Fall semester was crazy. I finished up the last of my didactic classes or those where you’re lectured at then you take an exam. I still have 2 seminar based classes, but those are easier to deal with. My first committee meeting was in October. I also have passed my Preliminary exams with conditions and submitted my first grant, an NIH-based NRSA for trainees. I was able to finally solidify some protocols that are working on a more consistent basis.
In the farrier world I have attended Mark Caldwell’s clinic hosted by Dave and the HTRC, MSU’s Arabian center, half of a certification, and the annual MHA contest and clinic. I have continued to learn more and have had some new interesting cases. I have made mistakes and learned how to fix them. I have tried my best to help Dave prepare for his associates exam, but it wasn’t quite enough.
In the horse world I found out Foxi had an old SI injury that limited her to very light riding no more than twice a week. Following that I free leased her to someone very interested in using her good breeding as a broodmare. Foxi later punctured her knee on an unknown object and was euthanized. Surgery was expensive and risky and recovery would have been awful for her. I found a filly to take on trial, and while she mentally was what I wanted, she also had an old injury that I didn’t feel comfortable with. Yesterday I bought Jack, a 5 year old Arab gelding started on ground work with little to no under saddle work. No history of injury.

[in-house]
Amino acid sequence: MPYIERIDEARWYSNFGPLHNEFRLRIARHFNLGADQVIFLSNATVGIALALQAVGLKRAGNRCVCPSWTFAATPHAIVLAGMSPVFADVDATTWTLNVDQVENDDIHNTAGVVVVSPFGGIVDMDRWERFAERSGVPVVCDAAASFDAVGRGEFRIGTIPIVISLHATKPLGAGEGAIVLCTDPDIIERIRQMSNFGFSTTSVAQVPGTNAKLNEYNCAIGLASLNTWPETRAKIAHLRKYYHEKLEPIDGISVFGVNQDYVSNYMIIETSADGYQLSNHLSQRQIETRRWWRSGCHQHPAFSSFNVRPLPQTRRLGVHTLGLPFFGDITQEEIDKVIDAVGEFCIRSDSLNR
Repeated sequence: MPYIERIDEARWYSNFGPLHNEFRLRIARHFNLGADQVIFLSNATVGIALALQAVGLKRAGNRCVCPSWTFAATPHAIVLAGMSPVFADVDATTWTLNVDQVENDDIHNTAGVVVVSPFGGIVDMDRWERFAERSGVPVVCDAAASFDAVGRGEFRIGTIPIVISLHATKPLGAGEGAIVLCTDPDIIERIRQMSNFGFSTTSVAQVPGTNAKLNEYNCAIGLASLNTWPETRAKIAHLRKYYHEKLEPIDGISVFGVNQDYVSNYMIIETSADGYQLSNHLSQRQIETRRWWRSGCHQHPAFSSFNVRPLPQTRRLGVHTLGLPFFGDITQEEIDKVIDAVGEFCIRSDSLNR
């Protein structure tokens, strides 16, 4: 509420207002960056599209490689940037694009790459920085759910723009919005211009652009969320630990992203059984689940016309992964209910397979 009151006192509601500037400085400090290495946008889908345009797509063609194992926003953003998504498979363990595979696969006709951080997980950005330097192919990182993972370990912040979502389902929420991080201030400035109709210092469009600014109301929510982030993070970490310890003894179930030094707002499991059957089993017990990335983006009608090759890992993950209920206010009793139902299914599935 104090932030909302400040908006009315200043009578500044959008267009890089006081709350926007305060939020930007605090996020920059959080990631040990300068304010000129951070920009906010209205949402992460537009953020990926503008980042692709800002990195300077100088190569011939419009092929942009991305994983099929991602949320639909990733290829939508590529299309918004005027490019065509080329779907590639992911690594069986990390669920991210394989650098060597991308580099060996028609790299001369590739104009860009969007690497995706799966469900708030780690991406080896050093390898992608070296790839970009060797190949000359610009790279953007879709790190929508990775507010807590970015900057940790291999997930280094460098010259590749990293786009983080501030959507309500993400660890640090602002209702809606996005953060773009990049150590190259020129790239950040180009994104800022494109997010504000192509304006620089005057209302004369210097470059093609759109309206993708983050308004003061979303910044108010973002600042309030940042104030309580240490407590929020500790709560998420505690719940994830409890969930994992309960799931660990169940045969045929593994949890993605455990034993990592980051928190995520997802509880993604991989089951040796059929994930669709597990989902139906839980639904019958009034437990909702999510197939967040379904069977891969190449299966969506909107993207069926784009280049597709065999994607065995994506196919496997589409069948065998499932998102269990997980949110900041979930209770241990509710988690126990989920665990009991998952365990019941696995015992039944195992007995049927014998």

So crucial events in grad school. Committee meeting went okay. I felt like I was a bit of a mess as some things didn’t go to plan, but Kurt and the rest of my committee seemed overall very happy with my knowledge preparation and experiments. I got some feed back and modified my proposal accordingly for the NRSA grant I submitted in early December. I used that NRSA submission as my thesis proposal and presented those ideas publicly a few weeks ago followed by a closed questioning session with my committee. I did great on my presentation, okay in the written, and okay in the closed questioning. This week I’m working on researching some questions that the committee would like me to know more about and making changes to my written submission. When that is done by Feb 11, I can finally focus on science since I finally have finished classwork, well the real class work anyway. My final proposal aims to elucidate whether Notch signaling in a specific lineage state affects the outcome of osteoblast differentiation using cell and mouse models.